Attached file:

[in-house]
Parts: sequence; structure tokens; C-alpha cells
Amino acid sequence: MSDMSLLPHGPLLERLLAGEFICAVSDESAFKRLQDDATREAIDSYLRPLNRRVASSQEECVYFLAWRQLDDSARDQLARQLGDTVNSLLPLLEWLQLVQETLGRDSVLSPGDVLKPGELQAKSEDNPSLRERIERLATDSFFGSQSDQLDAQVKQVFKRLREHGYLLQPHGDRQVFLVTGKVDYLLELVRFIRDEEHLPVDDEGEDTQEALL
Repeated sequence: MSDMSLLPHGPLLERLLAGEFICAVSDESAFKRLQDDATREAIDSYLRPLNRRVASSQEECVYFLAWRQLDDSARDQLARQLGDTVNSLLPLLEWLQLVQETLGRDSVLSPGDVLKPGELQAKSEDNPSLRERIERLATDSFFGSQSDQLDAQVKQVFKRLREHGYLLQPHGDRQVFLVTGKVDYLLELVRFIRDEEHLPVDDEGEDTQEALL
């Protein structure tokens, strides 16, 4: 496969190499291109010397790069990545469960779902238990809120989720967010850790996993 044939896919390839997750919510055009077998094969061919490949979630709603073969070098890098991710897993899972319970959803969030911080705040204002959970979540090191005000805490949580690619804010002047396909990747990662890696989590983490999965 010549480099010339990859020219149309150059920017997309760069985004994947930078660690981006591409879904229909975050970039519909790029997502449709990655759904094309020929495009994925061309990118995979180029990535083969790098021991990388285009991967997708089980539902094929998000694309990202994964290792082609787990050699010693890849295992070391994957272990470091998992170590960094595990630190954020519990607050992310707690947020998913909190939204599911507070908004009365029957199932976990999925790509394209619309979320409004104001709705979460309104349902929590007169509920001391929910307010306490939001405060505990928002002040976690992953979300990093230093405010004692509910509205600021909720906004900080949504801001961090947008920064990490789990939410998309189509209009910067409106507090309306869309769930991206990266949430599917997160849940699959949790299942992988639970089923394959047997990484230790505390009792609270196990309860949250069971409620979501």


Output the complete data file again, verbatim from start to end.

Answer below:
[in-house]
Parts: sequence; structure tokens; C-alpha cells
Amino acid sequence: MSDMSLLPHGPLLERLLAGEFICAVSDESAFKRLQDDATREAIDSYLRPLNRRVASSQEECVYFLAWRQLDDSARDQLARQLGDTVNSLLPLLEWLQLVQETLGRDSVLSPGDVLKPGELQAKSEDNPSLRERIERLATDSFFGSQSDQLDAQVKQVFKRLREHGYLLQPHGDRQVFLVTGKVDYLLELVRFIRDEEHLPVDDEGEDTQEALL
Repeated sequence: MSDMSLLPHGPLLERLLAGEFICAVSDESAFKRLQDDATREAIDSYLRPLNRRVASSQEECVYFLAWRQLDDSARDQLARQLGDTVNSLLPLLEWLQLVQETLGRDSVLSPGDVLKPGELQAKSEDNPSLRERIERLATDSFFGSQSDQLDAQVKQVFKRLREHGYLLQPHGDRQVFLVTGKVDYLLELVRFIRDEEHLPVDDEGEDTQEALL
């Protein structure tokens, strides 16, 4: 496969190499291109010397790069990545469960779902238990809120989720967010850790996993 044939896919390839997750919510055009077998094969061919490949979630709603073969070098890098991710897993899972319970959803969030911080705040204002959970979540090191005000805490949580690619804010002047396909990747990662890696989590983490999965 010549480099010339990859020219149309150059920017997309760069985004994947930078660690981006591409879904229909975050970039519909790029997502449709990655759904094309020929495009994925061309990118995979180029990535083969790098021991990388285009991967997708089980539902094929998000694309990202994964290792082609787990050699010693890849295992070391994957272990470091998992170590960094595990630190954020519990607050992310707690947020998913909190939204599911507070908004009365029957199932976990999925790509394209619309979320409004104001709705979460309104349902929590007169509920001391929910307010306490939001405060505990928002002040976690992953979300990093230093405010004692509910509205600021909720906004900080949504801001961090947008920064990490789990939410998309189509209009910067409106507090309306869309769930991206990266949430599917997160849940699959949790299942992988639970089923394959047997990484230790505390009792609270196990309860949250069971409620979501």